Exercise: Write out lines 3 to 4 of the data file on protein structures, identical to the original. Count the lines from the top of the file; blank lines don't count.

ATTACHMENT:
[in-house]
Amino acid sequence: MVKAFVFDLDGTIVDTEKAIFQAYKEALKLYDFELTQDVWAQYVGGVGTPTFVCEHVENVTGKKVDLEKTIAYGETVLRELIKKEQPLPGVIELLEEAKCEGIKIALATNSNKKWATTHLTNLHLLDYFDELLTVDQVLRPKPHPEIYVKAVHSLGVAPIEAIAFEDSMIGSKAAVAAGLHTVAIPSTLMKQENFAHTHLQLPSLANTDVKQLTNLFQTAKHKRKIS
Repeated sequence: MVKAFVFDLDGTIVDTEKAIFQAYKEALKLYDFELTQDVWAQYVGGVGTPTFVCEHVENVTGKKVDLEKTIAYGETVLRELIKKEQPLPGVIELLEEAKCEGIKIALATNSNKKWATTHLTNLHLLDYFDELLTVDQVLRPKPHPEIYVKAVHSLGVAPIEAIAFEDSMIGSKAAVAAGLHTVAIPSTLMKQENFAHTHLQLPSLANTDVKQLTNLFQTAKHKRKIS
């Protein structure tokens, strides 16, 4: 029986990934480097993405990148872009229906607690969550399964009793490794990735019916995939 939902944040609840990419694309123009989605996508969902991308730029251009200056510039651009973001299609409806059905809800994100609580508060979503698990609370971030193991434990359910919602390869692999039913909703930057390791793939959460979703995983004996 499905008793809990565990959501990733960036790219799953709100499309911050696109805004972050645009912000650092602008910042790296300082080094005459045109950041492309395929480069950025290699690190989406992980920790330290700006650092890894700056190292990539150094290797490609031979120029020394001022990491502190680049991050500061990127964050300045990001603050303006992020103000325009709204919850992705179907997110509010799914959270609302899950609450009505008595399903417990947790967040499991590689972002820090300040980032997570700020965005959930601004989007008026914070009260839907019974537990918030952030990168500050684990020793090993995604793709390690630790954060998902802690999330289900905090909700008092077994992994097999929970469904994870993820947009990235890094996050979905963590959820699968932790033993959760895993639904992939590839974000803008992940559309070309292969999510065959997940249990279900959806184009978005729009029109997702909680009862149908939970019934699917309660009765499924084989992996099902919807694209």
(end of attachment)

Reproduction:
Repeated sequence: MVKAFVFDLDGTIVDTEKAIFQAYKEALKLYDFELTQDVWAQYVGGVGTPTFVCEHVENVTGKKVDLEKTIAYGETVLRELIKKEQPLPGVIELLEEAKCEGIKIALATNSNKKWATTHLTNLHLLDYFDELLTVDQVLRPKPHPEIYVKAVHSLGVAPIEAIAFEDSMIGSKAAVAAGLHTVAIPSTLMKQENFAHTHLQLPSLANTDVKQLTNLFQTAKHKRKIS
């Protein structure tokens, strides 16, 4: 029986990934480097993405990148872009229906607690969550399964009793490794990735019916995939 939902944040609840990419694309123009989605996508969902991308730029251009200056510039651009973001299609409806059905809800994100609580508060979503698990609370971030193991434990359910919602390869692999039913909703930057390791793939959460979703995983004996 499905008793809990565990959501990733960036790219799953709100499309911050696109805004972050645009912000650092602008910042790296300082080094005459045109950041492309395929480069950025290699690190989406992980920790330290700006650092890894700056190292990539150094290797490609031979120029020394001022990491502190680049991050500061990127964050300045990001603050303006992020103000325009709204919850992705179907997110509010799914959270609302899950609450009505008595399903417990947790967040499991590689972002820090300040980032997570700020965005959930601004989007008026914070009260839907019974537990918030952030990168500050684990020793090993995604793709390690630790954060998902802690999330289900905090909700008092077994992994097999929970469904994870993820947009990235890094996050979905963590959820699968932790033993959760895993639904992939590839974000803008992940559309070309292969999510065959997940249990279900959806184009978005729009029109997702909680009862149908939970019934699917309660009765499924084989992996099902919807694209």